13 Februari 1997
Hawk Mk-127 of the RAAF (photo : AirScene)
The British Aerospace Hawk has been dominating the market of fast jet trainers for years. Just recently it added another successful sale: At the end of last year, Australia's Minister of Defence, Ian McLachlan, announced that the Royal Australian Air Force, in its lead-in fighter trainer competition, decided on the British Aerospace product as being the "preferred tenderer". The tough selection process had lasted three years. In the end phase, the McDonnell Douglas T-45 Goshawk and Aermacchi MB 339FD were left in the race along with the BAe Hawk.
While there are still details to be worked out and the contract still needs to be signed, British Aerospace plans to begin the production of the first Hawks in Australia this year. The first aircraft could then be delivered beginning mid-1999. The goal is to have a squadron with a dozen jets operational by January 2000.
The RAAF supposedly has a need for 30 to 40 aircraft. Except of 12 jets which are directly supplied by BAe, the aircraft will be final assembled at the Hunter Aerospace plant in Newcastle. Newcastle airport is bordering to the RAAF basis Williamtown in New South Wales where most of the Hawks will be stationed.
Hawker de Havilland, Qantas, and Airflite are part of the Australian Hawk industry team. BAe will set up a management organization in Australia since it looks like the maintenance of the aircraft will be put into the responsibility of civil companies for their entire planned lifespan of 25 years.
The Hawks are adapted to the special requirements of the Australian customer. The cockpits are going to be equipped with color multifunction displays to facilitate the transition to the F/A-18 and F-111. Furthermore, additional modes will be available on the HUD.
BAe is suggesting an OBOGS that allows oxygen generation on board the aircraft. The inertial system is to be aided by a GPS. An air refueling probe can also be mounted if needed.
The lead-in fighter trainer is based on the Hawk 100, the current two-seat top model. An aerodynamic prototype first flew in October of 1987 and the first pre-production aircraft followed in February of 1992.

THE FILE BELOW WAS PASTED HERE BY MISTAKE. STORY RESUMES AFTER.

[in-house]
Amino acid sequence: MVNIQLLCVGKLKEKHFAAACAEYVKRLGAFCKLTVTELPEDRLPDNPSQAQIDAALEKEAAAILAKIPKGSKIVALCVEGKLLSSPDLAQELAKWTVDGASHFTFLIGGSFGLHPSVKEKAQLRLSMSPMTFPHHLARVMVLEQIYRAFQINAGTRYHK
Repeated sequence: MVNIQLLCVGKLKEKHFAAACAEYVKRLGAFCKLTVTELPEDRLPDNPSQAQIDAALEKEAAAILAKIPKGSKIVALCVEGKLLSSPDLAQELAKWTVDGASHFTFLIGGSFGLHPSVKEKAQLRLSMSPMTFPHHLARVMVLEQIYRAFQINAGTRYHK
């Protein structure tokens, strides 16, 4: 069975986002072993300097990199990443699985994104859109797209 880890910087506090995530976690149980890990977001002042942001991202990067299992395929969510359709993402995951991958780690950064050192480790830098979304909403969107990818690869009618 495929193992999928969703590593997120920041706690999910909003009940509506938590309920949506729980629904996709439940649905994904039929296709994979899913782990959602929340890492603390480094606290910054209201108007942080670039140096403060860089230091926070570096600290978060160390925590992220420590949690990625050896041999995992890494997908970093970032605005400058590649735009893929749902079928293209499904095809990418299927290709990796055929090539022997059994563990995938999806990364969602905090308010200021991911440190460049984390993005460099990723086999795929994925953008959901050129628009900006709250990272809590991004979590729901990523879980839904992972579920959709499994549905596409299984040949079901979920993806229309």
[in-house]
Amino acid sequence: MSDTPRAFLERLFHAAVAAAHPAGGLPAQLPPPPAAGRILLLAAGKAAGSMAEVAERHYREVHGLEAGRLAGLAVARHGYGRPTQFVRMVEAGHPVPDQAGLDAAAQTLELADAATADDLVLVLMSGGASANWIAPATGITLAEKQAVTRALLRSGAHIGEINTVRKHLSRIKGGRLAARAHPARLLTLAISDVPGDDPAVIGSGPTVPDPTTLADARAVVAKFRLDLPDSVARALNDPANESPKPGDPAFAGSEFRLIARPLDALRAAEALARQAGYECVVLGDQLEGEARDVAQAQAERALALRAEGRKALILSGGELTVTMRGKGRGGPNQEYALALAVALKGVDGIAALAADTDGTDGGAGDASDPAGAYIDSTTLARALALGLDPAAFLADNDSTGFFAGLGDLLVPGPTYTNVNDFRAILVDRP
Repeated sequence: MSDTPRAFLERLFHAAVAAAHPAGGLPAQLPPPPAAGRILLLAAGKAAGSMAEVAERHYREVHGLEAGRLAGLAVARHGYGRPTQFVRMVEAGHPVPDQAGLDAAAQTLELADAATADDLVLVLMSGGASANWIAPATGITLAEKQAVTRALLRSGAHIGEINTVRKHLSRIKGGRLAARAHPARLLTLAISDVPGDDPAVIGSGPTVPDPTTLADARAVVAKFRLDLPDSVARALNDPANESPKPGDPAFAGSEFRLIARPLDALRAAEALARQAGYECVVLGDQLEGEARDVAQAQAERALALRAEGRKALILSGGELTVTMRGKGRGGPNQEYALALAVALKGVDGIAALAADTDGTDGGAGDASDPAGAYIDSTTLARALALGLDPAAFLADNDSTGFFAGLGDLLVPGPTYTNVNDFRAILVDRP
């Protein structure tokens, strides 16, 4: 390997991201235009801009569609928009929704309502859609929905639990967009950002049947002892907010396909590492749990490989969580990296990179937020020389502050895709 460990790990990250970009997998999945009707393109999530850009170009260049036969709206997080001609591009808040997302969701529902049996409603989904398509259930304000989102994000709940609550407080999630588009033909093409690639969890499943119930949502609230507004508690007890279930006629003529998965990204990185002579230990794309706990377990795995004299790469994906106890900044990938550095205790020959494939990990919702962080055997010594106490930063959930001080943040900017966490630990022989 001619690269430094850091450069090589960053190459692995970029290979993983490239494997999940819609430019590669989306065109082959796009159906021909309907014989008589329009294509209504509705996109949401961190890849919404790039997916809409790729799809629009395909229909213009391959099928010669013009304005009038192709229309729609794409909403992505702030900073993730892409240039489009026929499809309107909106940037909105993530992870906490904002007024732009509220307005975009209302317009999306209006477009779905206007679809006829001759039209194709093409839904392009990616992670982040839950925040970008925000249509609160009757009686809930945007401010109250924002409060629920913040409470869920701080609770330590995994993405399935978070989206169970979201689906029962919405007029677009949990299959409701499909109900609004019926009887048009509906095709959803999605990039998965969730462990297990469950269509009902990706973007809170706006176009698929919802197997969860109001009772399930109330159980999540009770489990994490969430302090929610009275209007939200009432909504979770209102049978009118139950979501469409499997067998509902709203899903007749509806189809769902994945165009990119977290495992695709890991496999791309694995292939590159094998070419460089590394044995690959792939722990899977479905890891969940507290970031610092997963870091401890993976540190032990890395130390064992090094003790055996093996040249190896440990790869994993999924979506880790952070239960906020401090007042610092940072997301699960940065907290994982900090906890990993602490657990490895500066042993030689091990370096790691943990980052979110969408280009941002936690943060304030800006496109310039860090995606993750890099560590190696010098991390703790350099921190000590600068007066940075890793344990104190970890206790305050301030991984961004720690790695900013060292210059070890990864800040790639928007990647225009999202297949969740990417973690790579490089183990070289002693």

The Hawk 100 is designed for weapons training and light attack operations. The trainer is powered by a more powerful Adour Mk.871 turbofan and its so called "combat wing" improves the maneuverability between Mach 0.3 and 0.7.
The integration of a Mil-Std.-1553B data bus allows a flexible systems suit. An inertial system and a modern weapons computer are standard equipment. The extended nose section can suit a FLIR as well as laser distance measurement equipment as an option. The crew has a color display with 27 modes and a FLIR display available.
BAe Hawk of the Royal Australia Air Force (photo : Milavia)
The aircraft has seven external stations available, including the possibility to carry Sidewinder or similar air-to-air weapons on the wing tip stations. Up to five 450-kilogram bombs can be carried. BAe claims a 230 km radius for close air support missions. With a reduced bomb load and two external tanks, targets in a distance of up to 640 km can be attacked.
So far, British Aerospace logged 40 orders for the Hawk 100 series. The Hawk Mk.60 is still being offered for countries that can omit the improved operational capabilities and are only looking for an efficient trainer.
The Hawk 200 is available at the top of the Hawk product line. This variant represents a light single-seat fighter which is positioned below BAe's fighter line of JAS 39 Gripen and Eurofighter 2000. Being equipped with a Northrop Grumman APG-66H radar, the Hawk 200 can accomplish the following typical tasks:
- Air defence: with four missiles and a gun pod, station times of two hours in a distance of 185 kilometers of base are possible;
- Close air support with four 450 kg bombs, two Sidewinders and gun;
- Air-to-ground missions with four 250 kg bombs and gun;
- Maritime attack operations with two rocket pods (mission radius 580 km);
- Reconnaissance (mission radius 900 km).
With the exception of the nose section, the Hawk 200 is almost identical to the Hawk 100, including the combat wing. A radar warning receiver in the vertical stabilizer and a chaff and flare dispenser in the tail are part of the self-defence system.
Up to this point, BAe has sold 46 Hawk 200s. Including the T-45 Goshawks for the US Navy, the company has currently orders for 669 aircraft in its books.
BAe is optimistic about acquiring further orders in the future. The South African Air Force is looking for a new trainer. Other countries that are interested in the Hawk include Brunei and India.
The Hawk 100 was also selected for the NFTC (NATO Flying Training in Canada), a program that was initiated by Bombardier. The company plans to set up training operations at Moose Jaw and Cold Lake with the support of the Canadian government. Allegedly, this program is to offer pilot training to other NATO countries which don't have to invest in their own aircraft but must only pay the, supposedly cheaper, price for the actually trained pilots.
The project requires a guarantee for 50 training slots over a period of 20 years to be economically feasible. In that case, up to 27 Embraer Super Tucanos and 26 Hawks would be procured.
Sumber : Flug Revue